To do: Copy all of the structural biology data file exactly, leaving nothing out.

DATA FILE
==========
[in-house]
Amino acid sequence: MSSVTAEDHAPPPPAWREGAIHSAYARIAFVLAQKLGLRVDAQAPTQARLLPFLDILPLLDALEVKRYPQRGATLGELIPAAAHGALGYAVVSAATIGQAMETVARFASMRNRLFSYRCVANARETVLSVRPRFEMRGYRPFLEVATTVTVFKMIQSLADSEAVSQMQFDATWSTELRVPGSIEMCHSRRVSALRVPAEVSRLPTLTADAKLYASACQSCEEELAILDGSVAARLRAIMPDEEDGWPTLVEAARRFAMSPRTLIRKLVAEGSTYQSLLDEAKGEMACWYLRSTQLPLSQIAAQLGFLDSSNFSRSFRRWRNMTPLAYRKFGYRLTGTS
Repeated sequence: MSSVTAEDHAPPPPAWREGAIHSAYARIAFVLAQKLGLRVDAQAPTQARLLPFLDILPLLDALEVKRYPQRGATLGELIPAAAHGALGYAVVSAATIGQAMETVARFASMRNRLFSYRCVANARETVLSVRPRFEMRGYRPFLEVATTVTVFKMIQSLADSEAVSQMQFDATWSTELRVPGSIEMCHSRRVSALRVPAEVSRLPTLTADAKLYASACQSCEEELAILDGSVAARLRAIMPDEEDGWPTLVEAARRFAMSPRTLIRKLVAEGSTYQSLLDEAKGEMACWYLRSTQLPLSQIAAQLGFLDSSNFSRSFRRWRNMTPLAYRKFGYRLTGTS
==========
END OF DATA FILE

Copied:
[in-house]
Amino acid sequence: MSSVTAEDHAPPPPAWREGAIHSAYARIAFVLAQKLGLRVDAQAPTQARLLPFLDILPLLDALEVKRYPQRGATLGELIPAAAHGALGYAVVSAATIGQAMETVARFASMRNRLFSYRCVANARETVLSVRPRFEMRGYRPFLEVATTVTVFKMIQSLADSEAVSQMQFDATWSTELRVPGSIEMCHSRRVSALRVPAEVSRLPTLTADAKLYASACQSCEEELAILDGSVAARLRAIMPDEEDGWPTLVEAARRFAMSPRTLIRKLVAEGSTYQSLLDEAKGEMACWYLRSTQLPLSQIAAQLGFLDSSNFSRSFRRWRNMTPLAYRKFGYRLTGTS
Repeated sequence: MSSVTAEDHAPPPPAWREGAIHSAYARIAFVLAQKLGLRVDAQAPTQARLLPFLDILPLLDALEVKRYPQRGATLGELIPAAAHGALGYAVVSAATIGQAMETVARFASMRNRLFSYRCVANARETVLSVRPRFEMRGYRPFLEVATTVTVFKMIQSLADSEAVSQMQFDATWSTELRVPGSIEMCHSRRVSALRVPAEVSRLPTLTADAKLYASACQSCEEELAILDGSVAARLRAIMPDEEDGWPTLVEAARRFAMSPRTLIRKLVAEGSTYQSLLDEAKGEMACWYLRSTQLPLSQIAAQLGFLDSSNFSRSFRRWRNMTPLAYRKFGYRLTGTS